Fort Monroe Bandstand
, Continental Park, Fort Monroe
August 2017. A new bandstand to replace the one
destroyed by hurricanes in 1933, designed by Capt. Harrington W. Cochran and
built by "Civilian Conservation Corps (CCC), Public Works Administration
(PWA), and the Civil Works Administration (CWA) all either funding projects
and/or providing labor for improvements across the post."
Construction commenced in the winter of 1934 and was
completed by April 7 of that year for the inaugural performance by the 2nd
Coast Artillery Band.[2,3]
WPA laborers were [at Fort Monroe] in mid/late 1930s working on other
projects, including making alterations and repairs to buildings including
Incidentally, this is the spot where the first African slaves were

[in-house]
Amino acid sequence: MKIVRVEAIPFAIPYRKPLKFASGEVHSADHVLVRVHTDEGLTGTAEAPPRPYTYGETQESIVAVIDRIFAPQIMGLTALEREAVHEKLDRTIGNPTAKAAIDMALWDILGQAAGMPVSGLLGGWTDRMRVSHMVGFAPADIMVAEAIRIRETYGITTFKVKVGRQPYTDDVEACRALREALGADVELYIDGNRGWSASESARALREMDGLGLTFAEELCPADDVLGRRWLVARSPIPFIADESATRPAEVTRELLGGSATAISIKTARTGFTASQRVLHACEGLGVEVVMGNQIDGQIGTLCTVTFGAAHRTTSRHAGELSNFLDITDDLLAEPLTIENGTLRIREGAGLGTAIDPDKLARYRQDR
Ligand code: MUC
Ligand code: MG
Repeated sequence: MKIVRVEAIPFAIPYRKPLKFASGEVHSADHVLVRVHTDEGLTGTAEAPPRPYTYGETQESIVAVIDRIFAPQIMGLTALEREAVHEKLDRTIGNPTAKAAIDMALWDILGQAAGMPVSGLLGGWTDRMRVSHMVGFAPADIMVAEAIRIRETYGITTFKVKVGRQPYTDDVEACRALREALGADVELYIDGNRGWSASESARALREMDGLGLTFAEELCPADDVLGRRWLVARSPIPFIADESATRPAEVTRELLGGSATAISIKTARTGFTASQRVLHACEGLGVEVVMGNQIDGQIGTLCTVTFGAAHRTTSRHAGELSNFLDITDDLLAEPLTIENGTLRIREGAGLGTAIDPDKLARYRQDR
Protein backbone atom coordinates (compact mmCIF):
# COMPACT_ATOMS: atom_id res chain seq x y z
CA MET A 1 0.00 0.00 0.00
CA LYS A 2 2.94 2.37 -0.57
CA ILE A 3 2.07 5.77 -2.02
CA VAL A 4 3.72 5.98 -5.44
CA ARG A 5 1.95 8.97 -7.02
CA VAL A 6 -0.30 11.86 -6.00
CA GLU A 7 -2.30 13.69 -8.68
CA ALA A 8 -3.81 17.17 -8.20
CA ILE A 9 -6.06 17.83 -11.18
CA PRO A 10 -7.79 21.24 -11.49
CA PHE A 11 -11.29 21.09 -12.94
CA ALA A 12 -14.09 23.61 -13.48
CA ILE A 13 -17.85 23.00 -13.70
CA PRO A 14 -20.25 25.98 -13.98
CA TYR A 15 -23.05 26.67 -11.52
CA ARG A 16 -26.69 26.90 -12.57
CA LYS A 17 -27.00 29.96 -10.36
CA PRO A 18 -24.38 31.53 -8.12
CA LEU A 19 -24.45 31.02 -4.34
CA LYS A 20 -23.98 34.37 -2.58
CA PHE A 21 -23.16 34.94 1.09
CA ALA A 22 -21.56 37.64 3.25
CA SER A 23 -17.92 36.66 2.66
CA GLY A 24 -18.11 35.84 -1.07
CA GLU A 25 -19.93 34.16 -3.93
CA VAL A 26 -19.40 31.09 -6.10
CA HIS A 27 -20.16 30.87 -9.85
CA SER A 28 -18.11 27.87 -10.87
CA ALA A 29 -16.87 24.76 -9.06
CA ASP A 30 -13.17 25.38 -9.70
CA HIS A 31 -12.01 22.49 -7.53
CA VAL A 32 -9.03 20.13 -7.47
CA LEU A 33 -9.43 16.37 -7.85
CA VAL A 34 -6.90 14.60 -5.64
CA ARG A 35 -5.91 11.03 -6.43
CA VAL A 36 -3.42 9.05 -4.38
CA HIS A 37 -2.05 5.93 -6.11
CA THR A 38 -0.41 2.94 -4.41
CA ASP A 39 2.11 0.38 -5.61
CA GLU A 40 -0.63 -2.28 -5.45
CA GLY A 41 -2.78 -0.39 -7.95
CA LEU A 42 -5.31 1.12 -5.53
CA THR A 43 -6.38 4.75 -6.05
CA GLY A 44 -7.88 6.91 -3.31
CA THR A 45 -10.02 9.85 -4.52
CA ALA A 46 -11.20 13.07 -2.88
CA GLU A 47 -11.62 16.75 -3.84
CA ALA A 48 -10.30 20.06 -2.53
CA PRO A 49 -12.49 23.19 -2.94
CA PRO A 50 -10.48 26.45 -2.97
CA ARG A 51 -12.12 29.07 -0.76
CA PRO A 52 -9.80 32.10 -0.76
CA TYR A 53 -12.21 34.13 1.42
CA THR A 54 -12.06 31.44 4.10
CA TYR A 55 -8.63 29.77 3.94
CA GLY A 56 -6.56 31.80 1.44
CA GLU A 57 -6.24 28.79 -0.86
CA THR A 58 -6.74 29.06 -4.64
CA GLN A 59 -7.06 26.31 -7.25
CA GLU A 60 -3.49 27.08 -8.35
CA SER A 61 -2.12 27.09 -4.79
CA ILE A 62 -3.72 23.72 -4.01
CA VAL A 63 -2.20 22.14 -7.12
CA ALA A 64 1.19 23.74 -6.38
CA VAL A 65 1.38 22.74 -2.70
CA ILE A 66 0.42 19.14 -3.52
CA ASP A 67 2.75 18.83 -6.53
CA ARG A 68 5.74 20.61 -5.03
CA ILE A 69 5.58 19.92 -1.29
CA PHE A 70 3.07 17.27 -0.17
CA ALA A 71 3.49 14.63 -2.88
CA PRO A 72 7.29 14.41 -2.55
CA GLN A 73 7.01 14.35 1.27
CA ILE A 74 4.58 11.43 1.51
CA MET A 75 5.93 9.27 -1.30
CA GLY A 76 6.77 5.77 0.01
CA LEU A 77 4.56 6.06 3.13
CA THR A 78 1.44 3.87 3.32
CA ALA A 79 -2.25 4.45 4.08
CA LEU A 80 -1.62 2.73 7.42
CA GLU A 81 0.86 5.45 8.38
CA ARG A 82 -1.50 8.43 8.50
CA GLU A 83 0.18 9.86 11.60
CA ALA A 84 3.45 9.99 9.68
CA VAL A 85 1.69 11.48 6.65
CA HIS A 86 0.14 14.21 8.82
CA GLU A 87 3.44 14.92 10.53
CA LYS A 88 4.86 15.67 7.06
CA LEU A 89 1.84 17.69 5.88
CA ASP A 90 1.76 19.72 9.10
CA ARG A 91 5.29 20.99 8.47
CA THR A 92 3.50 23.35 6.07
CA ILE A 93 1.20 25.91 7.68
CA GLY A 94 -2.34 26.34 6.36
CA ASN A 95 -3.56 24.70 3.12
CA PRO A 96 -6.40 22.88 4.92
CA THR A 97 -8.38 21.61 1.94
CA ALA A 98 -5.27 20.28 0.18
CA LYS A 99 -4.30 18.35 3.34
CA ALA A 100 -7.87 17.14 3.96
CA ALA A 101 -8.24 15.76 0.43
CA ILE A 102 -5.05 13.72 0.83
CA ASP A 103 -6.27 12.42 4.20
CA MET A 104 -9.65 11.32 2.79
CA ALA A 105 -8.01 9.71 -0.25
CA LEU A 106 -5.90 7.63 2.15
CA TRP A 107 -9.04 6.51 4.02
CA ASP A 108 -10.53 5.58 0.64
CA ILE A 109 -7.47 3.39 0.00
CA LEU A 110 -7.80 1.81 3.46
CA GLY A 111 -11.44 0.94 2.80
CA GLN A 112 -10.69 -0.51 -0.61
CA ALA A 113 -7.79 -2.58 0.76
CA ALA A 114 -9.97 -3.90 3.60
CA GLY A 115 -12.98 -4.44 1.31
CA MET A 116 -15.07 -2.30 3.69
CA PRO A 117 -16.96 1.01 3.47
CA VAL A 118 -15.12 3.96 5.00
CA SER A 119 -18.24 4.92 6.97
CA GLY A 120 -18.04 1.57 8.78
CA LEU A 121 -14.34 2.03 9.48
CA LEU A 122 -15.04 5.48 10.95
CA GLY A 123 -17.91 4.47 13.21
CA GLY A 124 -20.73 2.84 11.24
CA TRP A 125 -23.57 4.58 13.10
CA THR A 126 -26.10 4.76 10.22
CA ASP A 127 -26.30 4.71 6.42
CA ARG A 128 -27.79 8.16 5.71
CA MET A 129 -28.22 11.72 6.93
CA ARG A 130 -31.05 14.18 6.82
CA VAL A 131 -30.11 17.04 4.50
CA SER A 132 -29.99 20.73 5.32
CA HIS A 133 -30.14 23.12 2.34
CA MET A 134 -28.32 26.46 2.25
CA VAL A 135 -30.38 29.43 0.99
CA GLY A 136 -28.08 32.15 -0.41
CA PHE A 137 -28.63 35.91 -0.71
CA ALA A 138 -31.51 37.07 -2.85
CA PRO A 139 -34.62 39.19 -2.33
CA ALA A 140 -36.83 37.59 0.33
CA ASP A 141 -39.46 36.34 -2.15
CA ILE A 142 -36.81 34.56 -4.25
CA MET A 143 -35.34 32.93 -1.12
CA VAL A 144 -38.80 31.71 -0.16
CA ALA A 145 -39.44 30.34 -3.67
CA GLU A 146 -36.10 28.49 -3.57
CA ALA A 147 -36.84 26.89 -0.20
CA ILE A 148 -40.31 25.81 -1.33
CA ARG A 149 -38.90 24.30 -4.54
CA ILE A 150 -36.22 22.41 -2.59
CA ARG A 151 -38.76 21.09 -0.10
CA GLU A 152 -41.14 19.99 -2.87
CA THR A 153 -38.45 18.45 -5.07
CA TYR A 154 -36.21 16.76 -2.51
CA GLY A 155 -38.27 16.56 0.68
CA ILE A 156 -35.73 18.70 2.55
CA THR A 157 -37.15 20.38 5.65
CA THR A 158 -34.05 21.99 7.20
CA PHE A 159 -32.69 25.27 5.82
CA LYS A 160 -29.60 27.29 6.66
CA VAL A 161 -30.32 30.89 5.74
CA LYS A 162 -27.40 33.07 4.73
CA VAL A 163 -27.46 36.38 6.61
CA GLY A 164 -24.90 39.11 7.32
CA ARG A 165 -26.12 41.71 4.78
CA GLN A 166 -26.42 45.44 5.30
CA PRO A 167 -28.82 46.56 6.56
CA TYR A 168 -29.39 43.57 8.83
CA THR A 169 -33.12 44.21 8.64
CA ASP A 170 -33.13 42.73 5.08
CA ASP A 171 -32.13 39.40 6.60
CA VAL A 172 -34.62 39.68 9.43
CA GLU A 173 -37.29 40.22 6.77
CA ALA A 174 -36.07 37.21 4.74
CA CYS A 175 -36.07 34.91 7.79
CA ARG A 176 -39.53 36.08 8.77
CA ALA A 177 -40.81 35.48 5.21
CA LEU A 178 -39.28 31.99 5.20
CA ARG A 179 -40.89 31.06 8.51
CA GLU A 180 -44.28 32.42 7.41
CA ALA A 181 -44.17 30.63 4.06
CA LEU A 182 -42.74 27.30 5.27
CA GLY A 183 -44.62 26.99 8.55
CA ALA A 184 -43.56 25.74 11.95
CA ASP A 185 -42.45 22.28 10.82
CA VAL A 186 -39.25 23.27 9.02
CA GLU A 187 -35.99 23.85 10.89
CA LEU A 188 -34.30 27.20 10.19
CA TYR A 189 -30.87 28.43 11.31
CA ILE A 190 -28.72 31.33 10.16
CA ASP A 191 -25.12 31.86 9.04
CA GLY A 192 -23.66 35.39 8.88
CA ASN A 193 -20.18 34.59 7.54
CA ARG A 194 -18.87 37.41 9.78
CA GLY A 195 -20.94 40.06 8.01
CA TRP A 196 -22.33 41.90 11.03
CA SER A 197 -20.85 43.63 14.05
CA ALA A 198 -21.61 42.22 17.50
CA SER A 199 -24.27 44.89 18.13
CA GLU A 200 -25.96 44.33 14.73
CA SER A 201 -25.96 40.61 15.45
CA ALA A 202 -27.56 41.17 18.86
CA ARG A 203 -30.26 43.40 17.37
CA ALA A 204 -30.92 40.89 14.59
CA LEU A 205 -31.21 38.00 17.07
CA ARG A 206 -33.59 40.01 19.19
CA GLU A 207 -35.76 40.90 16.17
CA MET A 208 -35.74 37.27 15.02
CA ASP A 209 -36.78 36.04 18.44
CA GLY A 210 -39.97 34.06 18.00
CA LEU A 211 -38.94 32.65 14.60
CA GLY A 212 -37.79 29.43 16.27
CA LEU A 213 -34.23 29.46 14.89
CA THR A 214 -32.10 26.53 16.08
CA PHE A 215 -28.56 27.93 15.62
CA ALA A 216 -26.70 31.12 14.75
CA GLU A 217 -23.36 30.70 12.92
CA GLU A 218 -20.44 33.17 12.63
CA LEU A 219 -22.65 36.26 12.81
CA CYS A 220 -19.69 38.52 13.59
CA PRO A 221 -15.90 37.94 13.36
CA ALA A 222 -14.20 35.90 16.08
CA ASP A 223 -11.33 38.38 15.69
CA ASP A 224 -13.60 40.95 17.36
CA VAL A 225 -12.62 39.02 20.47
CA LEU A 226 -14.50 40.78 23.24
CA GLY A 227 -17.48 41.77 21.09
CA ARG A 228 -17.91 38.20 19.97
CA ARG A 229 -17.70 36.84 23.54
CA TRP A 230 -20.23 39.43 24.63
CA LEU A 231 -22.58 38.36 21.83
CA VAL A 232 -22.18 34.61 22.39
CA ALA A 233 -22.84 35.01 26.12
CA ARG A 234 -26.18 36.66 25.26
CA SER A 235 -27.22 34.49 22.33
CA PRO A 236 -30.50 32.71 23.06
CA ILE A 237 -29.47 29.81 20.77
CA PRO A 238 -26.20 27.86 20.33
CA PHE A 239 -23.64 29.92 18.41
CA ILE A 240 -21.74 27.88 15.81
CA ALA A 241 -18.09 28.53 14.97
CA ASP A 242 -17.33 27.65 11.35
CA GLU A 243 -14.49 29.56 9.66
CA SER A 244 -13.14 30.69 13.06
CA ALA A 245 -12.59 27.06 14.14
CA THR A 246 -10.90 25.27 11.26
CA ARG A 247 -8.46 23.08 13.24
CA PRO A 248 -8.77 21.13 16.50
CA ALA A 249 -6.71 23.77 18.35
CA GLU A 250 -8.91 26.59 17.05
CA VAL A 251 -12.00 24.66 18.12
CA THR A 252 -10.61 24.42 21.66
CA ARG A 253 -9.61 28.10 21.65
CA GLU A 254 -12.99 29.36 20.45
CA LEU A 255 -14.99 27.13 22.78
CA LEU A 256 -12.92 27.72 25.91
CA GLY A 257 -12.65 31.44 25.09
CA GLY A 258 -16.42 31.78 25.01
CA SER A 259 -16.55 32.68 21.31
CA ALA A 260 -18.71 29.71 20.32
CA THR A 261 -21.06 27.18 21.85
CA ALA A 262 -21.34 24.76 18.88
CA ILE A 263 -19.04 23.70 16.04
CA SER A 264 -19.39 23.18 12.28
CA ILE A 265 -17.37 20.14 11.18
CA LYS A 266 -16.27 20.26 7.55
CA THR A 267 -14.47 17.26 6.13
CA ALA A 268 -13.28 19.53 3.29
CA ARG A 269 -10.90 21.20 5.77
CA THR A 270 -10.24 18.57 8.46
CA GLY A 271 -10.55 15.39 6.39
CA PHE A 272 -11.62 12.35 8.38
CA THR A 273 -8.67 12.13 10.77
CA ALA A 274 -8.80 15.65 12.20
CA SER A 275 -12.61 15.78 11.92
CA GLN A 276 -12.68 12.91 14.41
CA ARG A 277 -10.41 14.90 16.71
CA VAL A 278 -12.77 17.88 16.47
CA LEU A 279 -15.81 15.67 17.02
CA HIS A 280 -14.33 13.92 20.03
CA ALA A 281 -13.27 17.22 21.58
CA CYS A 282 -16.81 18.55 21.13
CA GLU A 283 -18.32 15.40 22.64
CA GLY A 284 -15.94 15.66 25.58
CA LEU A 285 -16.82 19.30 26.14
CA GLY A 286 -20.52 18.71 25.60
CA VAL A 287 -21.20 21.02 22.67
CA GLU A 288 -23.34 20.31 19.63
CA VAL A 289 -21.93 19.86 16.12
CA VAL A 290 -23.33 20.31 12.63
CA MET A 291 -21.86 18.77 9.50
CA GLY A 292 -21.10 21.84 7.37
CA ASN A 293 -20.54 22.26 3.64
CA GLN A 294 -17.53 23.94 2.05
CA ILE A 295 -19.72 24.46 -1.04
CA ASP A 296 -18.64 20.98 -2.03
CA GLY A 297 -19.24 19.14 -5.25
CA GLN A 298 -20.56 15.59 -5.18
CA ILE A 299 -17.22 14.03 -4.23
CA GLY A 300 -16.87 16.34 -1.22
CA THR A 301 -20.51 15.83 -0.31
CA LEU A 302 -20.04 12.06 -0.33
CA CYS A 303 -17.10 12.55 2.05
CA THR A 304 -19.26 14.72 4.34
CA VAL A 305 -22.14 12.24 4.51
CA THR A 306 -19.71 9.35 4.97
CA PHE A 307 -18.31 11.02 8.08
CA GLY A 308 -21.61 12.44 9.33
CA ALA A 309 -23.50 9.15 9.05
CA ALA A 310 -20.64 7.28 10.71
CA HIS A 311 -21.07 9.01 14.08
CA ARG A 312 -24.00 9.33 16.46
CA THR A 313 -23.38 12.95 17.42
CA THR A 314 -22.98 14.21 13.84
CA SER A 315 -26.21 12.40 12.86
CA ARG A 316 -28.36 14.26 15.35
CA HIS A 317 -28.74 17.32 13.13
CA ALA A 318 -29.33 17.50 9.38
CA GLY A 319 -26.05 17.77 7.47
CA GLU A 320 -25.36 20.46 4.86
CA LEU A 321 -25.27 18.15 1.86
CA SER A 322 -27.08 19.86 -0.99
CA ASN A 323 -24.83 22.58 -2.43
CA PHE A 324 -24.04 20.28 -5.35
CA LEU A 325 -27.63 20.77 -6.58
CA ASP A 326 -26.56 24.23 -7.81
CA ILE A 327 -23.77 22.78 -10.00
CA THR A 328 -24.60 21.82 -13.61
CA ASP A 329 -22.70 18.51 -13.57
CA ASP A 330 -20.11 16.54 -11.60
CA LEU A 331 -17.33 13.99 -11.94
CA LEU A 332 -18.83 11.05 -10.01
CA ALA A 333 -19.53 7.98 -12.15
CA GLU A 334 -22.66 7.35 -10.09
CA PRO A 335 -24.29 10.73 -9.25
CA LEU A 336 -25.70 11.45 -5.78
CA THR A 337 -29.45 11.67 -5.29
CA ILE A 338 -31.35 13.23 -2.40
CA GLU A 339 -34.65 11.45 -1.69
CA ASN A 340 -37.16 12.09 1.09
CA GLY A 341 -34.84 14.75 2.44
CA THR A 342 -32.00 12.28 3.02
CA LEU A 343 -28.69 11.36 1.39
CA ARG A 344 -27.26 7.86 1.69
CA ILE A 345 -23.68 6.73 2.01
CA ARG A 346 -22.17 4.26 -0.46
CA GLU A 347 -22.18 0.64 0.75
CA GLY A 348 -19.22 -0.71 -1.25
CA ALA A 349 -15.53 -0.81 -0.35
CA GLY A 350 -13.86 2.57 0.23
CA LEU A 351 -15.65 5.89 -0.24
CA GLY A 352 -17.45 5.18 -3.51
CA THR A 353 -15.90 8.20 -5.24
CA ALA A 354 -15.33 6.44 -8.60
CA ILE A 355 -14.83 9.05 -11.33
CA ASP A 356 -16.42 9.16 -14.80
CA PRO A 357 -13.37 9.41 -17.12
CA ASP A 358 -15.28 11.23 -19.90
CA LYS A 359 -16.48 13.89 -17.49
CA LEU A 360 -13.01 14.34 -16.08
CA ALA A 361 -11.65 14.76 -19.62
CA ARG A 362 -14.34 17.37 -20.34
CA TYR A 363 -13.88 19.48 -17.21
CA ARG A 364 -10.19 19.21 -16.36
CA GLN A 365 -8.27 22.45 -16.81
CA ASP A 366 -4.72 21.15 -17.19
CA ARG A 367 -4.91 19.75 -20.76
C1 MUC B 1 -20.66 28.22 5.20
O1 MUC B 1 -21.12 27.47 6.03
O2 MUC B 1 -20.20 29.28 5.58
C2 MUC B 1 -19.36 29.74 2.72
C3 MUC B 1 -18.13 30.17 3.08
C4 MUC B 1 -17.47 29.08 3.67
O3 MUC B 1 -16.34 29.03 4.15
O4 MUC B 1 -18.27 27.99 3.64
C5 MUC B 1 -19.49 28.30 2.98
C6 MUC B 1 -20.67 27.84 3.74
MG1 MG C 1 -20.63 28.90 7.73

introduced into what is now the United States, 1619, and where 500,000
slaves emancipated themselves during the Civil War.
- Correspondence with W. Robert Kelly, Casemate Museum Historian,
Fort Monroe Authority,
Fort Monroe, Virginia, 9 August 2017, citing the diary of Captain Cochran
which is in the Fort Monroe Department of Public Works record collection.
- Fort Monroe Walking Tour Guide, Casemate Museum, Fort
Monroe, Virginia (undated) [this document erroneously cited the
WPA instead of the PWA and CWA; it will be corrected].
Cochran's Bandstand, Fort Monroe website, accessed 2 August 2017. This
too cited the WPA instead of the PWA and CWA, and will also be corrected.
- Casey Cep, "Rescue Work", The New Yorker, 3 February 2020.
Photos by George and Connie Gilmer, taken May-August 2017.